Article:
We have shown in this study the proximity of these white fiber tracts to various leads. Fibers of motor, premotor, supplementary motor, and frontal eye field regions are very intimately associated with STN and GPi stereotactic locations, more so than for VIM. Patient 1 demonstrated intraoperative arm movement as an initial side effect. This may correlate with fiber tracts leading to the hand region of the motor cortex as seen with fiber tractography. Patients 2 and 3 both had facial pulling as intraoperative side effects, which could also be correlated with fiber tracts leading to the face region of the motor cortices. In addition, patient 2 experienced dysarthria intraoperatively, which could be explained by the fibers leading to the prefrontal cortex and to the cerebellum, possibly involving the brainstem (Table 1).

Other known side effects of DBS overstimulation, such as eye deviation and parasthesias, could be explained by the fiber tracts incorporated by the larger ROIs leading to the frontal eye field region of the premotor cortex as well as the postcentral gyrus. This finding supports the theory that higher amplitude stimulation leads to recruiting of larger volume of tissue, therefore larger number of fibers, as demonstrated in this fiber tracking study of enlargement of the volume of tracking surrounding the stimulating lead.

Based on the extent of fiber tractography in different targets, one can speculate the level of side effects observed in each target. For example, fiber tractography of the VIM area leads to specific projections to premotor and motor areas, in accordance with the mostly exclusive motor side effects when the VIM is stimulated. Conversely, fiber tractography of the STN and GPi leads to more diffuse spread of fibers throughout the cortex, possibly explaining the multitude of side effects observed when stimulating these targets, including conjugate eye deviation, paresthesias, and mood changes. The latter most likely is related to the projections to prefrontal areas.

Limitations to this preliminary study are related to the DTI image acquisition methods, technical details of the BrainLab tractography software as well as the deduction methods applied to the data. A higher resolution DTI acquisition sequence could allow for smaller ROIs, potentially improving the tractography resolution. In addition, the tractography software was unable to follow tracts that were intersected by large tracts (such as the superior longitudinal fasciculus). This prohibited evaluating tracts leading to the medial superior cortices. In addition, stimulation of thalamic and basal ganglia nuclei could not be characterized with this technique, although they certainly can explain side effect patterns in DBS patients. It is evident that fiber tracts leading to varying cortices explained the side effects in certain patients, but did not explain the absence of other side effects. Perhaps this is due to the varying effects of voltage increases as the field crosses white matter borders. Further studies are necessary to better characterize the above.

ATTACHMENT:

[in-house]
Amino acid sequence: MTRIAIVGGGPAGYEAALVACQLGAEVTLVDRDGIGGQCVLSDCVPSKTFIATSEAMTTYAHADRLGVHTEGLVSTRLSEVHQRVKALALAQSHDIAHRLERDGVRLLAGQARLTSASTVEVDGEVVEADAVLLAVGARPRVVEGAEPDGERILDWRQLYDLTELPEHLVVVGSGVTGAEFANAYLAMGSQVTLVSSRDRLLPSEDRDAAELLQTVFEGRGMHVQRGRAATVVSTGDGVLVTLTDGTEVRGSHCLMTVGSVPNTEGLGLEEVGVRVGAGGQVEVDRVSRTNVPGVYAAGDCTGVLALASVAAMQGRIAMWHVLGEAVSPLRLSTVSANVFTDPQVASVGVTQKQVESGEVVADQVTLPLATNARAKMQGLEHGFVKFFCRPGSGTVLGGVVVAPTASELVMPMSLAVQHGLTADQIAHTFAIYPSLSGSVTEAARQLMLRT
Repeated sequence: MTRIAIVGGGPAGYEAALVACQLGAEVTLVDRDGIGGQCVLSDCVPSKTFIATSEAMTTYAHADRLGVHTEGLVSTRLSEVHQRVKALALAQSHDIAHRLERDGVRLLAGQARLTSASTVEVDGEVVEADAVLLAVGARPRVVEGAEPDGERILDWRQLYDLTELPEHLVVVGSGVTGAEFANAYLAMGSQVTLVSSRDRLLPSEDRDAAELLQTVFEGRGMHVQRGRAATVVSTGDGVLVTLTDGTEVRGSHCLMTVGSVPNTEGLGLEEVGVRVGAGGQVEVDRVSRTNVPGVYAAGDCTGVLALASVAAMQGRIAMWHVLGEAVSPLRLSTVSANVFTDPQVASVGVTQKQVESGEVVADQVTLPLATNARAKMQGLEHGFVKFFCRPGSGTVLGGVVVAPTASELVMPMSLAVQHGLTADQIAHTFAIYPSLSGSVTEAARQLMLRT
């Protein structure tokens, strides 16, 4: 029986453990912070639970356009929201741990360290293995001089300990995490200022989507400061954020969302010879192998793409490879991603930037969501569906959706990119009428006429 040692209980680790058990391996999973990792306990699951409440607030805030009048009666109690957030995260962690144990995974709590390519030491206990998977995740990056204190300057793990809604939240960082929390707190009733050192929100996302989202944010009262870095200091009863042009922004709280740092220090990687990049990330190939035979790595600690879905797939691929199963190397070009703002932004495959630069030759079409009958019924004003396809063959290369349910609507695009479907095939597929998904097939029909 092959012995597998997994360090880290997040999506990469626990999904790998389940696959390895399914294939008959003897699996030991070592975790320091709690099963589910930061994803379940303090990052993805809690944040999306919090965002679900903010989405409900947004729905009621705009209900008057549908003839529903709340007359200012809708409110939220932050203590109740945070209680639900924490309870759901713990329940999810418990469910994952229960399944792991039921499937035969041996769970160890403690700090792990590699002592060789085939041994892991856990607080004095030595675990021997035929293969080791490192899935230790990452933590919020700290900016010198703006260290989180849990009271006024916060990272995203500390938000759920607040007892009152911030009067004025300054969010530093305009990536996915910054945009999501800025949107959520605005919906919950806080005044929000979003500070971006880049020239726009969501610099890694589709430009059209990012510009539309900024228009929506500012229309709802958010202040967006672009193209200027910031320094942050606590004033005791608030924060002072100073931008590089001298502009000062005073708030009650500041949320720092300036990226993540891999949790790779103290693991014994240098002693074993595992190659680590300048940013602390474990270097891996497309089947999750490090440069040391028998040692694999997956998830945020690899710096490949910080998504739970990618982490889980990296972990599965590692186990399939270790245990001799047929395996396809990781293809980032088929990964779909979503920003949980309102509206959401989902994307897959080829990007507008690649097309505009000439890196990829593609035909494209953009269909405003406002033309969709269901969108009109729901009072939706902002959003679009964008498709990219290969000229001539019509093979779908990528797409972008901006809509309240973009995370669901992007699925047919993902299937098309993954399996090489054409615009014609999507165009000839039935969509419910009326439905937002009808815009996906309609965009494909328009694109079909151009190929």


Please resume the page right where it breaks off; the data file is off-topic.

Nevertheless, fiber tractography analysis of DBS targets may theoretically impact stereotactic targeting and trajectory planning during DBS placement, perhaps optimizing the treatment of symptoms while reducing the risk for side effects. This study is an initial attempt to develop computer-based imaging models to characterize brain stimulation in its therapeutic and side effect profiles.


The authors would like to acknowledge the University of California, Los Angeles (UCLA) Ahmanson-Lovelace Brain Mapping Center and the UCLA department of Neurosurgery Operating Department staff. This project was done in accordance of UCLA IRB protocol #G07-09-091-01.

Open Access This article is distributed under the terms of the Creative Commons Attribution Noncommercial License which permits any noncommercial use, distribution, and reproduction in any medium, provided the original author(s) and source are credited.


Presented at the American Society of Stereotactic and Functional Neurosurgery meeting, Vancouver, 2008